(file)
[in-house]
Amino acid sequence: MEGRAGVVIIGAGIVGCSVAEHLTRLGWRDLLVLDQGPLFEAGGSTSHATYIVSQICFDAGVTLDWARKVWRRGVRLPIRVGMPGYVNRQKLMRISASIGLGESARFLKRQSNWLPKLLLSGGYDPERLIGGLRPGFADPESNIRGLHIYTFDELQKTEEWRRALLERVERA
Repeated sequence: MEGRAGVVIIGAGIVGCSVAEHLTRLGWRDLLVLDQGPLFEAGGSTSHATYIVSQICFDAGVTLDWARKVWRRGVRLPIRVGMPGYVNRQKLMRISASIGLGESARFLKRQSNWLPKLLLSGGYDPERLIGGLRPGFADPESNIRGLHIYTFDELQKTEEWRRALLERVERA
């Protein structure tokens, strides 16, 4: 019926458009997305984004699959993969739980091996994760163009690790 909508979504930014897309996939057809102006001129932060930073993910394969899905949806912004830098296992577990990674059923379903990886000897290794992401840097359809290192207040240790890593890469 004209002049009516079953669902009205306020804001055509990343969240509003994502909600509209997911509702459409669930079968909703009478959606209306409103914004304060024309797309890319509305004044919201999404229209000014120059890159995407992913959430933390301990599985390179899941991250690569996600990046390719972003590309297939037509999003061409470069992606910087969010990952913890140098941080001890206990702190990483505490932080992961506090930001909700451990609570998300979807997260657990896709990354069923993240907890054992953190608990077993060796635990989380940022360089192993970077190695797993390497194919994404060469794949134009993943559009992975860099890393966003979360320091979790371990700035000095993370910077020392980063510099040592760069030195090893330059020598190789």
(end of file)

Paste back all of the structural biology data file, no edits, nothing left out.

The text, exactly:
[in-house]
Amino acid sequence: MEGRAGVVIIGAGIVGCSVAEHLTRLGWRDLLVLDQGPLFEAGGSTSHATYIVSQICFDAGVTLDWARKVWRRGVRLPIRVGMPGYVNRQKLMRISASIGLGESARFLKRQSNWLPKLLLSGGYDPERLIGGLRPGFADPESNIRGLHIYTFDELQKTEEWRRALLERVERA
Repeated sequence: MEGRAGVVIIGAGIVGCSVAEHLTRLGWRDLLVLDQGPLFEAGGSTSHATYIVSQICFDAGVTLDWARKVWRRGVRLPIRVGMPGYVNRQKLMRISASIGLGESARFLKRQSNWLPKLLLSGGYDPERLIGGLRPGFADPESNIRGLHIYTFDELQKTEEWRRALLERVERA
């Protein structure tokens, strides 16, 4: 019926458009997305984004699959993969739980091996994760163009690790 909508979504930014897309996939057809102006001129932060930073993910394969899905949806912004830098296992577990990674059923379903990886000897290794992401840097359809290192207040240790890593890469 004209002049009516079953669902009205306020804001055509990343969240509003994502909600509209997911509702459409669930079968909703009478959606209306409103914004304060024309797309890319509305004044919201999404229209000014120059890159995407992913959430933390301990599985390179899941991250690569996600990046390719972003590309297939037509999003061409470069992606910087969010990952913890140098941080001890206990702190990483505490932080992961506090930001909700451990609570998300979807997260657990896709990354069923993240907890054992953190608990077993060796635990989380940022360089192993970077190695797993390497194919994404060469794949134009993943559009992975860099890393966003979360320091979790371990700035000095993370910077020392980063510099040592760069030195090893330059020598190789």